Wharton Youth Group Leads Flood Recovery Effort
From evacuation assistance to fundraising and ongoing workdays, the “Rise Youth” of FUMC Wharton have been indispensible to their community during the flooding aftermath that began a year ago.
Youth from FUMC Wharton have been on the news and in the news over the last year for their stellar flood relief work in a community that is no way near normal – even a year later.
According to youth leader Stephanie Konvicka, last April, the Colorado River flooded, affecting a square mile in West Wharton and damaging 350 homes. Barely a month later, the river flooded again, affecting 26 homes. “As if that were not enough,” Stephanie shares, “in June a fire at a nearby apartment complex destroyed 60 units and displaced 81 residents (some for the second or third time in as many months). The affected homes represent a significant amount of the affordable housing in Wharton, our small community of approximately 9,000.”
The flood affected houses that are in a predominantly low-income and African-American neighborhood. Most residents are unable to afford flood insurance, which also renders them ineligible to receive recovery assistance from FEMA.
Adds Stephanie, “Because our youth group (Rise Youth) has a long-standing relationship with this neighborhood, including having family and friends who live there, my youth wanted to help -- from the very beginning. Before the flood hit, they were the first to initiate helping with evacuations. They were the last ones out of the neighborhood the night before the water came. They were also some of the first ones who went back into homes with residents to assess damage and begin muck-outs.”
With the ongoing efforts of about two dozen teens, the Rise Youth group knows the community and community leaders such as the police and emergency personnel know them. Notes Stephanie, “Initially, we easily managed to raise over $21,000 for materials to use during our regular recovery work days. I am proud to say FUMC Wharton has students who have not missed a workday since last April.” The youth are so skilled at this process they are teaching other volunteers how to hang sheetrock and handle other steps.” Student Nick Stransky has learned the value of teamwork in this process. “Going to church everyday wouldn't mean anything if we did not practice what we preached.,” he shares. “Flood recovery is important to me because these people are our neighbors and our duty as Christians is to love our neighbors as ourselves, by doing this flood recovery work we are proving that. Through this experience, I've learned how to work with others, how to use tools, and how to communicate.”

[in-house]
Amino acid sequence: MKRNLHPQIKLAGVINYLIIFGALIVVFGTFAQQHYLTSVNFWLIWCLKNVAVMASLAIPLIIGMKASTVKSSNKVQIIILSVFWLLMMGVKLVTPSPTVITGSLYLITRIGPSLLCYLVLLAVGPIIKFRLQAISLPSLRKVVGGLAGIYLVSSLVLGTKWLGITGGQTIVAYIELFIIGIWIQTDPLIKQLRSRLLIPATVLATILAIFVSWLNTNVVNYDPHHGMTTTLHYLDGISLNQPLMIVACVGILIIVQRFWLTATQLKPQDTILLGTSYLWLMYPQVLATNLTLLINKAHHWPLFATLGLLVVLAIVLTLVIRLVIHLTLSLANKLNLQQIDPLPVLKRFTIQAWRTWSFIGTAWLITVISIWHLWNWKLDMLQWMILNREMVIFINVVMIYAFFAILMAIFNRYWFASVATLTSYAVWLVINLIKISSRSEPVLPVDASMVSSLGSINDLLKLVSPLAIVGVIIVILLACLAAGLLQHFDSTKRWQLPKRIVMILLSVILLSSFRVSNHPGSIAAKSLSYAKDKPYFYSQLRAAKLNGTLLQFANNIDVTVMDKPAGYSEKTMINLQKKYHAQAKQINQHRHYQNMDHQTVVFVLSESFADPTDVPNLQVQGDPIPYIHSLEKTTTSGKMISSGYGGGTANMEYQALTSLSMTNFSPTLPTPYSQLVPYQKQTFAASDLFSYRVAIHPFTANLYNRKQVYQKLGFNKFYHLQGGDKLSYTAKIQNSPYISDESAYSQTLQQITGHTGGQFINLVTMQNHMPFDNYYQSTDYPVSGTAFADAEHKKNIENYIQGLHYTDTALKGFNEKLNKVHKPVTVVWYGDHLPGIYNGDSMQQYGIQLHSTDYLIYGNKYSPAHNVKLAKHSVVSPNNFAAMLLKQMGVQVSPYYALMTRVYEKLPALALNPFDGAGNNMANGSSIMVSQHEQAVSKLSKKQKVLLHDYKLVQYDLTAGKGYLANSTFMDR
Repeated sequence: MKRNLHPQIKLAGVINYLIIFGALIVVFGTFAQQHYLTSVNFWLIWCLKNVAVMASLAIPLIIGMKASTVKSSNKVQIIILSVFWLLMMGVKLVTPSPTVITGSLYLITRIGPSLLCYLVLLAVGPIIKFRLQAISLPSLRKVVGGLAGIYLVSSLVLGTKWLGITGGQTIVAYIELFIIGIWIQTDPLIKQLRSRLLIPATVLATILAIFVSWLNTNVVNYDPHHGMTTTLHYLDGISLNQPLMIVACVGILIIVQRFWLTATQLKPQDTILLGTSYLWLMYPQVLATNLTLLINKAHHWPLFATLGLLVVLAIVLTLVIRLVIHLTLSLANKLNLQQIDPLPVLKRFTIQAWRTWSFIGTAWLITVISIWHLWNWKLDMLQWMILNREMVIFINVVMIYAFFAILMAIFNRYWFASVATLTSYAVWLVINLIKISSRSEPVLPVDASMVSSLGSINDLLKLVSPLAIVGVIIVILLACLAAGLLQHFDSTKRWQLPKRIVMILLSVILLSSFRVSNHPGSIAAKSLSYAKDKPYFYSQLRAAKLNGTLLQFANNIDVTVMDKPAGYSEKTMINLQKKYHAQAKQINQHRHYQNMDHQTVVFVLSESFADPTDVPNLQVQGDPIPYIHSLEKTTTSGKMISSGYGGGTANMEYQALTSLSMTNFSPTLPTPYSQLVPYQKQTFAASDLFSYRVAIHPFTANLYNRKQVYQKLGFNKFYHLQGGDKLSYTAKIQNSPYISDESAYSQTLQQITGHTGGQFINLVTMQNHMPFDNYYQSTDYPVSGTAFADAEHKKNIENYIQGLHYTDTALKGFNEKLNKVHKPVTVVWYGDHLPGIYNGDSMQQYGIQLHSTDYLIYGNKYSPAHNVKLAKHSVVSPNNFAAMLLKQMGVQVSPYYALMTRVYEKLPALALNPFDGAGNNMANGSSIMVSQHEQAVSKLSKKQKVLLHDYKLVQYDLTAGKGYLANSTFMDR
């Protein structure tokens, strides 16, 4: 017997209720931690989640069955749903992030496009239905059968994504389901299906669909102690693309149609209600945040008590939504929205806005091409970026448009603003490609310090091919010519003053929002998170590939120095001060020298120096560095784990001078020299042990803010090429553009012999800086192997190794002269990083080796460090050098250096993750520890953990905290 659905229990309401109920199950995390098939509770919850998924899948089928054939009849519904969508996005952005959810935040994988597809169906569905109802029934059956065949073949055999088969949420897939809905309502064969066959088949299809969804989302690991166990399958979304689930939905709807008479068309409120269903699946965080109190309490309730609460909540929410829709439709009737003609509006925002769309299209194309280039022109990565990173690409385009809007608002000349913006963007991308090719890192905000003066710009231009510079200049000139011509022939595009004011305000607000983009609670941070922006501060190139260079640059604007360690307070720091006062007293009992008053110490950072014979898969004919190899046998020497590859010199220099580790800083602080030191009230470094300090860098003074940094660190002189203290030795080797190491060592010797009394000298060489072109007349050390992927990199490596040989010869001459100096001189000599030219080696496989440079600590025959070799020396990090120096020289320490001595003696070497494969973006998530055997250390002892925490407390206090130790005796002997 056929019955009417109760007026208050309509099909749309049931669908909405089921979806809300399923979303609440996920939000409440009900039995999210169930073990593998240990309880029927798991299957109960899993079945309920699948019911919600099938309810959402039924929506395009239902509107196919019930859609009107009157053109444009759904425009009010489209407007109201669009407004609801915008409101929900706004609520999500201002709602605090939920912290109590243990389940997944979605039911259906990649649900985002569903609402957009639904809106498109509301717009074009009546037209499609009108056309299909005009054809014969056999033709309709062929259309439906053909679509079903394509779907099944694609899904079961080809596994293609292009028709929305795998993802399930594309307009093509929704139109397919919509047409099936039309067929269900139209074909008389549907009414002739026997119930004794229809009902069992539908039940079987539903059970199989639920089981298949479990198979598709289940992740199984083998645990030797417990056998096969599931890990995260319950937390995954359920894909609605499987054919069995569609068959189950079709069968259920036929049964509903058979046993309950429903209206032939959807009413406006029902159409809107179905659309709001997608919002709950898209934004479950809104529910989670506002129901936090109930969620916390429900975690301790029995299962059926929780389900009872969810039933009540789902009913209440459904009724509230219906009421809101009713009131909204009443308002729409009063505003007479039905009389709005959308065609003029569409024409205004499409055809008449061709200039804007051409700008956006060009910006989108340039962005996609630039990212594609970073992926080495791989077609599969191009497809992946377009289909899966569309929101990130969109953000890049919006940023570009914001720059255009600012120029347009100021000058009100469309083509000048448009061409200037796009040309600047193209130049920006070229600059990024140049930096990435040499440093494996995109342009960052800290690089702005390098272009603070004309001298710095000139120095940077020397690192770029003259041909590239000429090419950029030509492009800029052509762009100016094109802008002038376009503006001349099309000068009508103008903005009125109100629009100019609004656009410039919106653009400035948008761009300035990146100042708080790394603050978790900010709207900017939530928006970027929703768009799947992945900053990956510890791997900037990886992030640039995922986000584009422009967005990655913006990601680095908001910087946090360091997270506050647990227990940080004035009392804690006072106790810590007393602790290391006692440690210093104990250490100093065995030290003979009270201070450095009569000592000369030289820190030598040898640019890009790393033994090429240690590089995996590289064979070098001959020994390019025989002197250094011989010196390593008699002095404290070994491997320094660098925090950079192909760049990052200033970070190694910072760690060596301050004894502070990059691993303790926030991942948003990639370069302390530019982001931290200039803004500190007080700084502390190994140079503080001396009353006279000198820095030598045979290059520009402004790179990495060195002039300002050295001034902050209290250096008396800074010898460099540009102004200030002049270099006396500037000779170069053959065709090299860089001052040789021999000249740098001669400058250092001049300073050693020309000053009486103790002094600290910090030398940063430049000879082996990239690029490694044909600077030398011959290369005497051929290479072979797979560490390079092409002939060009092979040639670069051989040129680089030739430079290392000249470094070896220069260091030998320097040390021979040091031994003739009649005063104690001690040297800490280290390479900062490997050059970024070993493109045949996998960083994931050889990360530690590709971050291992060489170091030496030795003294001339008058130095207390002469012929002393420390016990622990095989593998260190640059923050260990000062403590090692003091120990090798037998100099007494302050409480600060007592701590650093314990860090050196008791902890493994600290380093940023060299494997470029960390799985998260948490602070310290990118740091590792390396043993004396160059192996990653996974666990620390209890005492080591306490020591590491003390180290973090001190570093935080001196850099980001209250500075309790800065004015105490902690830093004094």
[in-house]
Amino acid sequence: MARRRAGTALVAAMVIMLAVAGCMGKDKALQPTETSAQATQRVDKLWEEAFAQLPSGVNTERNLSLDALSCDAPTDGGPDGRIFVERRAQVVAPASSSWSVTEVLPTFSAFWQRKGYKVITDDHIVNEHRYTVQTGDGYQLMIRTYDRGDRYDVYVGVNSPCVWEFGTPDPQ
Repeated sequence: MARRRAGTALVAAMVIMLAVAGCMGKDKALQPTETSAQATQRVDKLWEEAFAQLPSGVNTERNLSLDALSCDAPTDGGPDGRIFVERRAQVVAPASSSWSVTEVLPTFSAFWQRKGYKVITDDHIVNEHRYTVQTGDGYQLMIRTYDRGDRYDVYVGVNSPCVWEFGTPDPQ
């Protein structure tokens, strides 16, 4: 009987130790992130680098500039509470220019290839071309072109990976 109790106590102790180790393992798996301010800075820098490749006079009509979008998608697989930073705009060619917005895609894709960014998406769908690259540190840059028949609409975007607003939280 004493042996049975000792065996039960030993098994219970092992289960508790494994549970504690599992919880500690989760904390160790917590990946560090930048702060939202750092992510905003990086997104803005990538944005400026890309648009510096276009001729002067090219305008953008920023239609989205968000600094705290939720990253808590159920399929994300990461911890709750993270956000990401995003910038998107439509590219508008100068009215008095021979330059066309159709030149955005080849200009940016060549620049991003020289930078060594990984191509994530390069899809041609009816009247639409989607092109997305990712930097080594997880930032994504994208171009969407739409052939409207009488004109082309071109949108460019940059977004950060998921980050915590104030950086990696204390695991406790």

The Rise Youth eagerly helped a church family with a teen in the youth group, and are currently working on their fourth house. With an April flood, May flood and area fires in the community, there is considerably more to do. Young adults from Ashford UMC and Wharton UMC were on hand recently to clean out a building in the West End community center, Just Do It Now, that had been untouched since the flood. Most recently, the Moody Foundation provided Wharton with a grant to hire a project manager this spring to sustain long-term recovery needs beyond what volunteers can handle.
One of the biggest rewards for their service is being invited to family celebrations and treated as “extended family” by people they have helped. When a resident’s son left for the Navy this year, Rise Youth were a part of the celebration. And youth are destined to have fun even while they are working. Shares Nick, “My favorite workday memory was when we pushed a shed over to clean up the area, and found some tractor tires. After I mentioned flipping tractor tires during athletics, we each tried it. Even after a long day there is enough energy to have some fun.”
The past year has been messy, tiring and frustrating at times,” Stephanie says, “but very much of a grassroots response with beautiful things and new relationships resulting. We seem to be the only church in town doing significant flood work,” shares Stephanie, “and it is sometimes challenging to be the church everyone calls on, but we plan to continue our work as long as there are houses to work on and we have resources to do the work. We say ‘love thy neighbor’, but this work gives us a chance to live that love.”
Student Amos Kemper says, “Working flood recovery is important to me because I believe that as a member of my community I need to give back as much or more than I take from it. I’ve learned many things while working flood recovery, such as how to use certain tools and how to be a team participant. Most importantly, I’ve learned how to be okay and patient with the slow progress of such a big project like flood relief.”
The Next Big Thing
On May 7th, Rise Youth will host “Down to the River” to benefit their flood recovery efforts. Southwest District youth are invited for an evening of dinner, games, and a concert with The Homestead and their special guests, Anthony Rogers and The Source Band. Stephanie hopes it will be an evening of celebration of the work that has already been done and an opportunity to raise awareness about the continued need. She says, “It is so encouraging for The Homestead and The Source Band to offer their time and talent to support us. It feels like they are saying, ‘We see you and you aren’t in this alone.’ I can’t tell you how much this event means to us after a year of hard work.”